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How to Breathe While Running

4 min read
What to eat before running Reading How to Breathe While Running 4 min read Next How to hike with your dog?

Breathing is a natural reflex that happens, for the most part, subconsciously. But by taking control of your breathing when you’re running you can provide a better supply of oxygen to your muscles, prevent side cramps, and even help yourself relax during an intense session. Here are a few tips for “getting some fresh air.”


A quick biology refresher: breathing supplies oxygen (O2) to your muscles – to the cells in your body to be more specific – when you breathe in and expels carbon dioxide (CO2) when you breathe out. Therefore, it’s essential to breathe well for your muscles to function properly during any physical effort (like running) that requires a large amount of oxygen.

If you’re satisfied with the way you breathe when you run, then you should feel free to let nature take its course! However, by working on just a few things you can improve both your performance and comfort level when you start pushing harder:

  • Focus on abdominal breathing: inhale by first inflating your stomach and then lifting your chest. To exhale, pull your stomach in first and then let your chest drop. Using this technique, especially during an easy jog, will make your breathing deeper and more efficient.
  • Breathe in through your nose and breathe out through your mouth during light exercise.
  • Finding a way to stay relaxed, even in the middle of a big push, is key to improving your performance in all sports. Focusing on your breathing can help you do this.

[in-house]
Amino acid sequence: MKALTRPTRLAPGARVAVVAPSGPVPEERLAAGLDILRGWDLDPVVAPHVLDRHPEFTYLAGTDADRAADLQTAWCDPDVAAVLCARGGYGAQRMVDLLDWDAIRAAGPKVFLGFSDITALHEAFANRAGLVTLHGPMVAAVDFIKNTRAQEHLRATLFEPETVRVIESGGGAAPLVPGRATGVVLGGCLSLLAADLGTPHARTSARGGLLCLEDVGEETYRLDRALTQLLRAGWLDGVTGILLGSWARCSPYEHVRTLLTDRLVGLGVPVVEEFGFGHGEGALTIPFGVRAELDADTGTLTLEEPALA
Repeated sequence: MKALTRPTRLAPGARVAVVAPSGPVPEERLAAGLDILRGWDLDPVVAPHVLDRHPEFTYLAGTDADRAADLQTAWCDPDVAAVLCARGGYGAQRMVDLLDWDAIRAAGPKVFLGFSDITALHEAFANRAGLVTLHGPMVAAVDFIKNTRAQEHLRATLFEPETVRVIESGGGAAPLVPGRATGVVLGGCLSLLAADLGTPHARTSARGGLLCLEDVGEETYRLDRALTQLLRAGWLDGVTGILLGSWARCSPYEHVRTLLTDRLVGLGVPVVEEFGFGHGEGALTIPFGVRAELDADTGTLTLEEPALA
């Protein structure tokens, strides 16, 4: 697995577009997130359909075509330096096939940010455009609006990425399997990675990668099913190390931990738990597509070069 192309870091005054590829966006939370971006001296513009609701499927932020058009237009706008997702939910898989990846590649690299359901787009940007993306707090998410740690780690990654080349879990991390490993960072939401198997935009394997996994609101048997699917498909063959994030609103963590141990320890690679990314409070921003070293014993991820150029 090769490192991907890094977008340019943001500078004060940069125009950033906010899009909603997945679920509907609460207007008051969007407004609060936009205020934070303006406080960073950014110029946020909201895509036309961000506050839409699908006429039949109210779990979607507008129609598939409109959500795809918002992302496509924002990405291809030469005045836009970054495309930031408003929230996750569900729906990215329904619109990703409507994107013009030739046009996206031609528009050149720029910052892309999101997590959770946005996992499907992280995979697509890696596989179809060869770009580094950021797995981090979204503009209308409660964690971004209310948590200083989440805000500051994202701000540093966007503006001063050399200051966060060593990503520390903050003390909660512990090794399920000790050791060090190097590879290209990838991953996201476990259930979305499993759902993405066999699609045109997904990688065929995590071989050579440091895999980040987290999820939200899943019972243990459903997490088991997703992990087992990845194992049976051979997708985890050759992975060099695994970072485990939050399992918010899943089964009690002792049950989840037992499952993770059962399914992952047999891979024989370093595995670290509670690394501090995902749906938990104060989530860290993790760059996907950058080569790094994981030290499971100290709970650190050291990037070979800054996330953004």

• Finding your balance (not too far forward, not too far back) will help you breathe better. Strength training and core exercises will help as well.
  • During a high-intensity race or workout, your breathing rate will increase dramatically. Remember to exhale completely to empty the CO2 from your lungs. This is another thing that can help you relax.
  • If you’re a trail runner, the recurrent shocks you experience during descents can prevent you from breathing well and lead to a certain tension. So think about working specifically on downhill running when you train: How to run downhill

Finally, running without music can help you focus on your breathing. You’ll be less influenced by the changing rhythm of each song, and hearing yourself breathe can often help you breathe more deeply and evenly.




Since your breathing rate is directly related to your heart rate you can control your effort by focusing on your breathing:

  • Basic endurance or jogging: at this level of effort you should be able to talk or breathe in through your nose.
  • Sustained effort: speaking becomes difficult and is only possible every now and then.
  • Maximum intensity: you are breathing too hard to speak.

This method is very useful for controlling your pace like, for example, during a warmup or low-intensity endurance session where you sometimes tend to run too fast.


You have certainly experienced the intense pain of a side stitch during a jog. If the exact origin of the pain is still not certain, we do know it’s generally not serious and that it goes away pretty quickly as soon as the effort stops.

Here are a few tips on how to avoid the discomfort of a side cramp:

  • Don’t run right after a meal. We talk about this in our article What to eat before running.
  • Begin your running session gradually so your body can get used to the effort.
  • If you feel a cramp coming on, refocus on your breathing and take long exhalations to clear the carbon dioxide from your lungs.

Finally, if you get cramps more easily when you’re running in a group, maybe you should try talking less! 😉